The Secret Life Of Mistletoe (When It’s Not Christmas)
This time of year, it’s not uncommon to see a little sprig of greenery hanging in someone’s doorway. It’s probably mistletoe, the holiday decoration that inspires paramours standing beneath it to kiss.
But as it turns out, we may have miscast mistletoe as the most romantic plant of the Christmas season. In reality, the plant that prompts your lover’s kiss is actually a parasite. Ira talks with evolutionary biologist Josh Der about the myth and tradition behind the parasitic plant, and what it may be up to the other 11 months of the year.
Joshua Der is an assistant professor of Biological Sciences at California State University, Fullerton in Fullerton, California.
IRA FLATOW: Next up, this time of the year, it’s not uncommon to see little sprigs of greenery hanging in someone’s doorway. It’s probably mistletoe, the holiday decoration and inspires paramours standing beneath it to kiss. But as it turns out, our notion of indoors during the Christmas season is a lot, well, cheerier than the reality of mistletoe in the wild. You see, the plant that prompts that kiss is actually a parasite here to tell us more about this plant and what it’s up to in other 11 months of the year is my next guest, Josh Der, assistant professor of biological sciences Cal State of Fullerton. Welcome to Science Friday.
JOSH DER: Thanks for having me.
IRA FLATOW: Now I consider myself a bit of a plant geek, but I was even surprised to hear about parasitic plants. I didn’t know there was such a thing.
JOSH DER: Yeah, parasitic plants are fascinating.
IRA FLATOW: Tell us about what makes this plant a parasitic plant. What makes mistletoe a parasite?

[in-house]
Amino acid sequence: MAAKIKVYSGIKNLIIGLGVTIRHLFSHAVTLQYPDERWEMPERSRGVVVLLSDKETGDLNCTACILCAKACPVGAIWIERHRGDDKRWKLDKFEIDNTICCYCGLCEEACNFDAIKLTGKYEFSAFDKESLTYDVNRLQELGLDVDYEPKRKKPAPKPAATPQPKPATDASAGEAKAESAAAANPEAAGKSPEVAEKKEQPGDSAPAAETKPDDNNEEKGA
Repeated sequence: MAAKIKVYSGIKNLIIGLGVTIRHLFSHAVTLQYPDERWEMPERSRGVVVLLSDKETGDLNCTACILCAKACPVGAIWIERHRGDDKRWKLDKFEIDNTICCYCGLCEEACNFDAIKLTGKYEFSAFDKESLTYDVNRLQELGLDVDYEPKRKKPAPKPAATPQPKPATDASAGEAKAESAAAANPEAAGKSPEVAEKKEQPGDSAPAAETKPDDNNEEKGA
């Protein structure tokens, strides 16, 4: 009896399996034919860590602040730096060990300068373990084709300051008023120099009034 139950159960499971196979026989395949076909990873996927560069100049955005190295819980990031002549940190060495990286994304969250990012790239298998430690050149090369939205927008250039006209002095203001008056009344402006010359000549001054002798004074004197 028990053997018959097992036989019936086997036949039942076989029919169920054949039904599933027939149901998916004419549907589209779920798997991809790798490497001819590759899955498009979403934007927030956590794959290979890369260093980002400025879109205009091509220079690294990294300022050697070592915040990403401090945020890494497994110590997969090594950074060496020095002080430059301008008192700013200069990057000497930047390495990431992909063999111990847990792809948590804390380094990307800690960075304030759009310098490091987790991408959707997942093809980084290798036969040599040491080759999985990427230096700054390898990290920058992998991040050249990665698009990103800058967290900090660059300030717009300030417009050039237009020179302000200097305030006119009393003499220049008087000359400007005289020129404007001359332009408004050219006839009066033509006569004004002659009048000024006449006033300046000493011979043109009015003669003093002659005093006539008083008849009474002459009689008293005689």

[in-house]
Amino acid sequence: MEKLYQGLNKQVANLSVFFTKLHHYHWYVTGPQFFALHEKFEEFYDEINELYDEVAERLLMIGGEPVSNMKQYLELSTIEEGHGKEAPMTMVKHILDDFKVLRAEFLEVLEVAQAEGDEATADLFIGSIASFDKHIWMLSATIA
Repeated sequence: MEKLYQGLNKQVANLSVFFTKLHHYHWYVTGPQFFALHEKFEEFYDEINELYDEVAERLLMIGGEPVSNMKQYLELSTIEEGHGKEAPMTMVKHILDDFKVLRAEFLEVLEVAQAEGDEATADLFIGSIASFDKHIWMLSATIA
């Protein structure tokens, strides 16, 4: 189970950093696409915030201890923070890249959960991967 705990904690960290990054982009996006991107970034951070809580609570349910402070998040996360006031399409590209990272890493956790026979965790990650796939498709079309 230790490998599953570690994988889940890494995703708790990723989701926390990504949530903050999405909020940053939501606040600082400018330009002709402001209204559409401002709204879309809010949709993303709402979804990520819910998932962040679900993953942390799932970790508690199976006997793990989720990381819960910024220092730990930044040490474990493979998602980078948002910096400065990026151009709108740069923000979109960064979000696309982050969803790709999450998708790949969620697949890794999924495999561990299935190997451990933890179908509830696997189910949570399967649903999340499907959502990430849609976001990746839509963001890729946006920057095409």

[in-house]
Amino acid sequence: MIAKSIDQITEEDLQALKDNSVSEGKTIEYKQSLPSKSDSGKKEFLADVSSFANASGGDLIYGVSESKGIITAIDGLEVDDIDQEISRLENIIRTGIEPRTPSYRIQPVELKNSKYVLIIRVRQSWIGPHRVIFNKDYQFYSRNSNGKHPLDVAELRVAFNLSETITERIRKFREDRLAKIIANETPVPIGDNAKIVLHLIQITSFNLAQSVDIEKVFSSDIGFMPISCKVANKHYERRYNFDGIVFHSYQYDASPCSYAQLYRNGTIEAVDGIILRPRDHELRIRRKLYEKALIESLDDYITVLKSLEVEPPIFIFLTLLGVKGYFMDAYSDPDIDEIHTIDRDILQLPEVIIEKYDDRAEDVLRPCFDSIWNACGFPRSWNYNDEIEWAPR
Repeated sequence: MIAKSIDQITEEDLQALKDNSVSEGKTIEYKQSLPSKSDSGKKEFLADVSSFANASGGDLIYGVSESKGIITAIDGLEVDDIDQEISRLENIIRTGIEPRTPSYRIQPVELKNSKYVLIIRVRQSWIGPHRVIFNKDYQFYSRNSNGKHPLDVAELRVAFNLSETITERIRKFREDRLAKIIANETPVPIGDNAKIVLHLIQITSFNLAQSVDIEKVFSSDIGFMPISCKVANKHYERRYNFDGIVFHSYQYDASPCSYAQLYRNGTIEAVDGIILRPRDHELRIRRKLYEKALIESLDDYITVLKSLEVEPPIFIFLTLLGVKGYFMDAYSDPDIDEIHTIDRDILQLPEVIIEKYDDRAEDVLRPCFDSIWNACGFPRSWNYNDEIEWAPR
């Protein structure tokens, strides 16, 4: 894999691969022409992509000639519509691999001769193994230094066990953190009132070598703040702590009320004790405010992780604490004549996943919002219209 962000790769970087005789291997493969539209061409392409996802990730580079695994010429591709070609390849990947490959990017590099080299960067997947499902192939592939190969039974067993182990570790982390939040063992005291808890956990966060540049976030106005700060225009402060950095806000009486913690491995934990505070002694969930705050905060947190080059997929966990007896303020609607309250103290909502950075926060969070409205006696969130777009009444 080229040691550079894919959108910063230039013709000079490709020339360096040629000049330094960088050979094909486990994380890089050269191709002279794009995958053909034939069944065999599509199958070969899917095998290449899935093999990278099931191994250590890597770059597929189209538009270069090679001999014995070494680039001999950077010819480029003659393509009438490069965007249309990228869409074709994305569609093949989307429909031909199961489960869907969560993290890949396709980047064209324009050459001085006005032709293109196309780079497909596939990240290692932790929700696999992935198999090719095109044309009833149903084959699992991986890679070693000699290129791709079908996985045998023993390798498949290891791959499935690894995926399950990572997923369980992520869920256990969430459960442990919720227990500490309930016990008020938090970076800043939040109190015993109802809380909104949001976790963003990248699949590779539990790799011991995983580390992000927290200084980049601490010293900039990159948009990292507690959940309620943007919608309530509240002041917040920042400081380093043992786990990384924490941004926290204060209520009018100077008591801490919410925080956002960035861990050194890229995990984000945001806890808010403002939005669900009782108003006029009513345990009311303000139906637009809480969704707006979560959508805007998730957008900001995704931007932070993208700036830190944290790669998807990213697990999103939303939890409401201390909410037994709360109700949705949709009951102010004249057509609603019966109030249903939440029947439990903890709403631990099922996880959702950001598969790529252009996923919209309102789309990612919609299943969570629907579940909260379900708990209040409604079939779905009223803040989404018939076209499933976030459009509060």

JOSH DER: Well, so missletoes attach onto the branches of other shrubs and trees, and they steal mostly water, but some also steal nutrients and sugars, and they rely on their hosts in order to complete their lifecycle. They’ve got really specialized, modified roots in order to help them attach and get into the host’s vascular tissue, and they also have specialized dispersal mechanisms to get the seeds to the next tree. You can imagine, it’s hard to get from one tree to another without some help.
IRA FLATOW: You know, you make this sound like it’s a scary plant to be standing under.
JOSH DER: It’s not really. These parasites do steal water and nutrients from their hosts, but they don’t usually damage the trees enough to kill them, unless the infestation is bad. And they’re not going to really hurt you unless you eat them. A lot of them are poisonous.
IRA FLATOW: What other parasite plants might I be familiar with?
JOSH DER: Well, the biggest flower is also a parasitic plant, rafflesia. It’s the corpse flower, and that grows inside of its host. You may also be familiar with dodder, which is a parasitic plant that looks like orange Silly String on shrubs. We also have root parasites like sandalwood. So sandalwood is a parasitic plant, which we eat.